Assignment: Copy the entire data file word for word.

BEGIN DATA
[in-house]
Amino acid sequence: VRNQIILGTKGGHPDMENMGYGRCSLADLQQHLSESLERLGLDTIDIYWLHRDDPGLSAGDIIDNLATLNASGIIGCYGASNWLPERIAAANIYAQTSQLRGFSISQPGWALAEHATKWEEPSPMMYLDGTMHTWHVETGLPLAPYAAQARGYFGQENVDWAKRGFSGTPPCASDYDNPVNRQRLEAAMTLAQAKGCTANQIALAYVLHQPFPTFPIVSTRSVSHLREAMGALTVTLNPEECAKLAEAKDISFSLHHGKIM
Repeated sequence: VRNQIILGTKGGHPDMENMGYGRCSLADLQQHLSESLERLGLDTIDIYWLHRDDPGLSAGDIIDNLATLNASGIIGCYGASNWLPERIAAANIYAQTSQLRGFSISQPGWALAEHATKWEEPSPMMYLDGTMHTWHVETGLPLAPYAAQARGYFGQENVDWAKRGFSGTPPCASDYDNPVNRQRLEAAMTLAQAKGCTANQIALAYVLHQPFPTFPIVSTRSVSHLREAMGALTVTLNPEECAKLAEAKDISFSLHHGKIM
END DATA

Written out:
[in-house]
Amino acid sequence: VRNQIILGTKGGHPDMENMGYGRCSLADLQQHLSESLERLGLDTIDIYWLHRDDPGLSAGDIIDNLATLNASGIIGCYGASNWLPERIAAANIYAQTSQLRGFSISQPGWALAEHATKWEEPSPMMYLDGTMHTWHVETGLPLAPYAAQARGYFGQENVDWAKRGFSGTPPCASDYDNPVNRQRLEAAMTLAQAKGCTANQIALAYVLHQPFPTFPIVSTRSVSHLREAMGALTVTLNPEECAKLAEAKDISFSLHHGKIM
Repeated sequence: VRNQIILGTKGGHPDMENMGYGRCSLADLQQHLSESLERLGLDTIDIYWLHRDDPGLSAGDIIDNLATLNASGIIGCYGASNWLPERIAAANIYAQTSQLRGFSISQPGWALAEHATKWEEPSPMMYLDGTMHTWHVETGLPLAPYAAQARGYFGQENVDWAKRGFSGTPPCASDYDNPVNRQRLEAAMTLAQAKGCTANQIALAYVLHQPFPTFPIVSTRSVSHLREAMGALTVTLNPEECAKLAEAKDISFSLHHGKIM